Plaintiff's suit arises out of the circumstances surrounding his divorce action in Colorado state court. Plaintiff's complaint, in essence, requests that the district court overturn his final divorce orders, enjoin the state court from enforcing the orders, and grant him compensatory and punitive damages in the amount of $1,000,000.00.
The district court determined that Plaintiff's claims under 42 U.S.C. §§ 1981, 1985, and 1986 are not supported by any facts in his Complaint and thus are insufficient as a matter of law. We agree. Accordingly, it is only the correctness of the district court's dismissal of Plaintiff's § 1983 claim that remains for review.
In their actions regarding Plaintiff's divorce proceedings, Defendants Franklin, Toth, and de Wolfe were acting in their respective official capacities as state court judges, and as such are absolutely immune from claims for damages. "A judge acting in his judicial capacity is absolutely immune from [civil rights] suits unless the judge acts clearly without any colorable claim of jurisdiction." Snell v. Tunnell, 920 F.2d 673, 686 (10th Cir.1990), cert. denied, 111 S.Ct. 1622 (1991); see also Van Sickle v. Holloway, 791 F.2d 1431, 1435 (10th Cir.1986) (doctrine of judicial immunity is applicable to § 1983 actions). "[J]udges are absolutely immune from suit on any claim based on the conduct of their office, including allegations that a decision is erroneous, malicious, or in excess of their judicial authority." Christensen v. Ward, 916 F.2d at 1473 (citing Stump v. Sparkman, 435 U.S. 349, 356-57 (1978)).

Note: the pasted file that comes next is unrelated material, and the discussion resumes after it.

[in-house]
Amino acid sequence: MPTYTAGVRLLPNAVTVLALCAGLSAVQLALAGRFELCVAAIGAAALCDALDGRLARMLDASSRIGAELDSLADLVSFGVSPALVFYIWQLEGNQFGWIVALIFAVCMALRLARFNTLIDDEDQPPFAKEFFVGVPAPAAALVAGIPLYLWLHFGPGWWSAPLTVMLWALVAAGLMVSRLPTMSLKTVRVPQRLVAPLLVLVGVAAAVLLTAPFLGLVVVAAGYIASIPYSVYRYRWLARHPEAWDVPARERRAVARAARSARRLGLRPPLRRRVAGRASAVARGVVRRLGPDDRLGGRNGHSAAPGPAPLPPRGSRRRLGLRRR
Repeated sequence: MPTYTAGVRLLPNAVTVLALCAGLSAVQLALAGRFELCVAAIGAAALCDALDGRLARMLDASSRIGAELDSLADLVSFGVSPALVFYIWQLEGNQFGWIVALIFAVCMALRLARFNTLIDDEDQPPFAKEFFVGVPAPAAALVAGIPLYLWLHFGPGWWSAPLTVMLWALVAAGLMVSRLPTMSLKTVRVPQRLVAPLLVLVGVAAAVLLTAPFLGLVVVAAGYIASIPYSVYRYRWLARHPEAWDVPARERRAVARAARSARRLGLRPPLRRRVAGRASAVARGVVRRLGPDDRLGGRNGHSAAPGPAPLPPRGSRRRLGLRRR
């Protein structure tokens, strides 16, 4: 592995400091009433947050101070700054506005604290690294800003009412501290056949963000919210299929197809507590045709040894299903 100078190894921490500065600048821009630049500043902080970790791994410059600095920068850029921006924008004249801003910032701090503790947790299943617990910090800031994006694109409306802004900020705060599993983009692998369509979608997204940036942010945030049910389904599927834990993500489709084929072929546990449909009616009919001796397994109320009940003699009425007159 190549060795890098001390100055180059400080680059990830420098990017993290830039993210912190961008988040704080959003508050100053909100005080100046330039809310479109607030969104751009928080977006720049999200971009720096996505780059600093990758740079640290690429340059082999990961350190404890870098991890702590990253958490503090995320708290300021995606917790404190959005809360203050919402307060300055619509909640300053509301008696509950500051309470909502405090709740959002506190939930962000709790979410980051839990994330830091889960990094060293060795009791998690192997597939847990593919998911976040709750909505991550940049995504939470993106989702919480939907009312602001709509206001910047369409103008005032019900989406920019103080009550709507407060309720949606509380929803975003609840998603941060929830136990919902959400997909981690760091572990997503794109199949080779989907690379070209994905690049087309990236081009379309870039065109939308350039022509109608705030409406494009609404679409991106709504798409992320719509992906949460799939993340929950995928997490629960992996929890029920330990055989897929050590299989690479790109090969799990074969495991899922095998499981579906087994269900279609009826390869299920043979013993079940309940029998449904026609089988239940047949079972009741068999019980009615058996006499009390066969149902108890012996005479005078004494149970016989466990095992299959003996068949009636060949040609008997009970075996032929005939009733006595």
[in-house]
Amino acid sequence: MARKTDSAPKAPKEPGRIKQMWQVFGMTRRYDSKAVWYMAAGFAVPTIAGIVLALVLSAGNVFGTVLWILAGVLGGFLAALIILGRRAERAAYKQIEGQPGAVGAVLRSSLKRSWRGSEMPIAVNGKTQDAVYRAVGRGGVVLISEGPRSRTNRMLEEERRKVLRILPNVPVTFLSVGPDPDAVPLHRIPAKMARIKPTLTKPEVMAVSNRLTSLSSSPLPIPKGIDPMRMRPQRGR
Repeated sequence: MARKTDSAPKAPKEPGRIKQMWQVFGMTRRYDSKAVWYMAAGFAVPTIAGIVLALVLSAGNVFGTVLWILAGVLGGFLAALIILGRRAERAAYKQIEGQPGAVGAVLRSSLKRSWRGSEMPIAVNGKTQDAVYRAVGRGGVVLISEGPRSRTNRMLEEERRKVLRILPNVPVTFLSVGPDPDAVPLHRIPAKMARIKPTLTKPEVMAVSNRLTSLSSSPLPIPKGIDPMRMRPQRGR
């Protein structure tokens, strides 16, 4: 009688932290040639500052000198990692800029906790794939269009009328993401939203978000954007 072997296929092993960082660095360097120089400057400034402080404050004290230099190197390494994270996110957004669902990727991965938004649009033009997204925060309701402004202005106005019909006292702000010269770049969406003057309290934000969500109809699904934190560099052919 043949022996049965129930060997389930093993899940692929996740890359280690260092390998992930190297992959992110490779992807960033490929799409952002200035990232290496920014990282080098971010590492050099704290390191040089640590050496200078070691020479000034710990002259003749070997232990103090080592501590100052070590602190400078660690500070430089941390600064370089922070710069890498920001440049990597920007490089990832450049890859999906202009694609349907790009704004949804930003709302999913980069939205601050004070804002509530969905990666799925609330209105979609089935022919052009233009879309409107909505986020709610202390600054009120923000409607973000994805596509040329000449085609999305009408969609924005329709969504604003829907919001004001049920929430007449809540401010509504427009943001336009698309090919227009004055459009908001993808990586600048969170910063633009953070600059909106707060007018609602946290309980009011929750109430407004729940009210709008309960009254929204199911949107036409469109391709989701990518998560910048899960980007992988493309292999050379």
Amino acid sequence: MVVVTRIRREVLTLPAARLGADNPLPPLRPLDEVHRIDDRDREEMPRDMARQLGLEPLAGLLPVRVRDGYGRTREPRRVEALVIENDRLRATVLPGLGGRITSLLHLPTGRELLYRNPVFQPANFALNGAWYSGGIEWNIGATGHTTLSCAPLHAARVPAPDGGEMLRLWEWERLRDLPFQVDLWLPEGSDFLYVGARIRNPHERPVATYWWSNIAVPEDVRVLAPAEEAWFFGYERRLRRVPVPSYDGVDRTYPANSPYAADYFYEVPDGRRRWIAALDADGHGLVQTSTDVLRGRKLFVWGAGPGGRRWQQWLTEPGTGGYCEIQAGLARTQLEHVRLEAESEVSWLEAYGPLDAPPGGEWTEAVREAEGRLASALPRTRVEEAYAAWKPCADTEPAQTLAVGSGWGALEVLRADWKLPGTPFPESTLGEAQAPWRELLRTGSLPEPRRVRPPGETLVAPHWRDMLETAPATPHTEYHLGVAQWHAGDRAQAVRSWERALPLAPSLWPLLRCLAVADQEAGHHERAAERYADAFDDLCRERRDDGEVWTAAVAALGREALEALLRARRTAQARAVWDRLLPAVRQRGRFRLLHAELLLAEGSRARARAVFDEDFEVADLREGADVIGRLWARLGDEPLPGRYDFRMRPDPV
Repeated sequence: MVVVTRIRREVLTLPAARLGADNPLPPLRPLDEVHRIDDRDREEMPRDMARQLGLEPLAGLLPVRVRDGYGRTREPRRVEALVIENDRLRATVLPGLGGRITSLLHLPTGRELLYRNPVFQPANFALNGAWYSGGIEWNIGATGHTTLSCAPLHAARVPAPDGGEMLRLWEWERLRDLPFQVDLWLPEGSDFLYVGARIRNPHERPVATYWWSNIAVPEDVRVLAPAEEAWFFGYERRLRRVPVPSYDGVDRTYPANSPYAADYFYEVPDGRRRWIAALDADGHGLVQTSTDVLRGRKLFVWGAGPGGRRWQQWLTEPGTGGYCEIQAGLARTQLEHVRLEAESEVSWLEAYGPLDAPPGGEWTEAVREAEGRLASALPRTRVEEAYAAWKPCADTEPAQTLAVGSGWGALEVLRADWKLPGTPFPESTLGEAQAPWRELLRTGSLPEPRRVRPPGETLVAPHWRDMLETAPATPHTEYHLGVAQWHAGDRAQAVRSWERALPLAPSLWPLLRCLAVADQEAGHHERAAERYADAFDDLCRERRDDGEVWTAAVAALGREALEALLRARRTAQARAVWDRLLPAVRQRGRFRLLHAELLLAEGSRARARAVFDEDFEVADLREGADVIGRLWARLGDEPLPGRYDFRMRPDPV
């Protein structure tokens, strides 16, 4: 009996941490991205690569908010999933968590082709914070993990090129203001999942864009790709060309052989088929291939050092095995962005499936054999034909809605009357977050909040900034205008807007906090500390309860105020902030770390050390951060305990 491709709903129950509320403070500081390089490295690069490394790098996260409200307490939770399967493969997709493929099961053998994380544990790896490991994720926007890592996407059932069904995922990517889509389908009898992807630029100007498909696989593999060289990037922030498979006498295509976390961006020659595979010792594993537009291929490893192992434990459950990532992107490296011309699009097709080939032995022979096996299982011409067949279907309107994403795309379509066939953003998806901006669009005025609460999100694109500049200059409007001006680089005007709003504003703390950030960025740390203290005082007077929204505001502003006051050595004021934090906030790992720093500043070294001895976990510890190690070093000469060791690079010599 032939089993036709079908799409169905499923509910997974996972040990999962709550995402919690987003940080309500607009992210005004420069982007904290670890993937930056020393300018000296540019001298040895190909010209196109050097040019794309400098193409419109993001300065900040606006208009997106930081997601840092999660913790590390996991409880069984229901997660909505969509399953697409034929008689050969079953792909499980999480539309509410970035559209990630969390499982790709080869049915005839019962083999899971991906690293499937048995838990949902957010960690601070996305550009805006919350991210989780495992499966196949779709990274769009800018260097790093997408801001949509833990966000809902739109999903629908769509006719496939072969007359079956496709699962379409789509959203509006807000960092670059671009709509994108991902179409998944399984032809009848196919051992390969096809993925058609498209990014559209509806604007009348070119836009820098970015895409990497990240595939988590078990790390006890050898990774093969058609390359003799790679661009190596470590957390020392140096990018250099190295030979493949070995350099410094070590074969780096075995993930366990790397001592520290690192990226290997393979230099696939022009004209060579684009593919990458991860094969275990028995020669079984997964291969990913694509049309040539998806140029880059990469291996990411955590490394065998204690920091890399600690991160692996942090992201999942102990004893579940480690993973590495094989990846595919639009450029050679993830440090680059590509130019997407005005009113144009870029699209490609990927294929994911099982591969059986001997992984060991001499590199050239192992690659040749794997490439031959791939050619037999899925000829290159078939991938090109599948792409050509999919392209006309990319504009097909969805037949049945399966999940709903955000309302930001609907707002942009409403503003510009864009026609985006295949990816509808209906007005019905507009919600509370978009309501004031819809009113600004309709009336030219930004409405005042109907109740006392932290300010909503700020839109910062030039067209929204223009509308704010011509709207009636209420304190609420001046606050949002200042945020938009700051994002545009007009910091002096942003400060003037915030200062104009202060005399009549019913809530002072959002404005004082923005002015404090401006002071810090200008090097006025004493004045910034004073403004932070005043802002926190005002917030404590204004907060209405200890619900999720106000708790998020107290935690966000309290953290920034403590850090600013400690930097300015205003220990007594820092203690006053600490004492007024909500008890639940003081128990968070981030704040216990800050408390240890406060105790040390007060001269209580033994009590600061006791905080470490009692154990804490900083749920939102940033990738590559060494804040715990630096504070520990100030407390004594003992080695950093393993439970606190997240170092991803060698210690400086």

Defendant Rice, a state court juvenile commissioner, acting in her official capacity, denied Plaintiff's motion attempting to annul the adoption of his child. We have held that absolute immunity is available to officials performing functions analogous to those performed by judges. See Horwitz v. State Bd. of Medical Examiners, 822 F.2d 1508, 1513 (10th Cir.) (citing Butz v. Economou, 438 U.S. 478, 511-13 (1978)), cert. denied, 484 U.S. 964 (1987). Functionaries in the judicial system are allowed latitude to perform without the threat of retaliatory § 1983 litigation. Snell v. Tunnell, 920 F.2d at 686-87. Defendant Rice's actions were within the scope of her official judicial capacity, and as such, her actions are also absolutely immune.